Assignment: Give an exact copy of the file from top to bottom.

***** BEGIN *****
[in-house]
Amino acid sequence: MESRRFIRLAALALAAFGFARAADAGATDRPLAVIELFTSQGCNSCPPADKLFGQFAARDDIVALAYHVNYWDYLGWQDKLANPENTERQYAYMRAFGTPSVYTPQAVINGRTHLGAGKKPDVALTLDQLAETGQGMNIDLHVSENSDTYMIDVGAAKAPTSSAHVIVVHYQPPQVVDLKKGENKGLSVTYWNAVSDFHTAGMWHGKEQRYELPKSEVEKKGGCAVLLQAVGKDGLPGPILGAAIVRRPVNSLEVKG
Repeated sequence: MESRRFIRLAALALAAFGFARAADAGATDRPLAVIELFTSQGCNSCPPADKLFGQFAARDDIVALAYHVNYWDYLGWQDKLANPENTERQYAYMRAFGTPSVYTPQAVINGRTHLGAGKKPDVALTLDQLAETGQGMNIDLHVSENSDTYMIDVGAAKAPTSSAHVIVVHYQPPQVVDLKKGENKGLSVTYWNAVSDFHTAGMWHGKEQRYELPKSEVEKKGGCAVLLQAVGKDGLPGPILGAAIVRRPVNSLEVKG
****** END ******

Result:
[in-house]
Amino acid sequence: MESRRFIRLAALALAAFGFARAADAGATDRPLAVIELFTSQGCNSCPPADKLFGQFAARDDIVALAYHVNYWDYLGWQDKLANPENTERQYAYMRAFGTPSVYTPQAVINGRTHLGAGKKPDVALTLDQLAETGQGMNIDLHVSENSDTYMIDVGAAKAPTSSAHVIVVHYQPPQVVDLKKGENKGLSVTYWNAVSDFHTAGMWHGKEQRYELPKSEVEKKGGCAVLLQAVGKDGLPGPILGAAIVRRPVNSLEVKG
Repeated sequence: MESRRFIRLAALALAAFGFARAADAGATDRPLAVIELFTSQGCNSCPPADKLFGQFAARDDIVALAYHVNYWDYLGWQDKLANPENTERQYAYMRAFGTPSVYTPQAVINGRTHLGAGKKPDVALTLDQLAETGQGMNIDLHVSENSDTYMIDVGAAKAPTSSAHVIVVHYQPPQVVDLKKGENKGLSVTYWNAVSDFHTAGMWHGKEQRYELPKSEVEKKGGCAVLLQAVGKDGLPGPILGAAIVRRPVNSLEVKG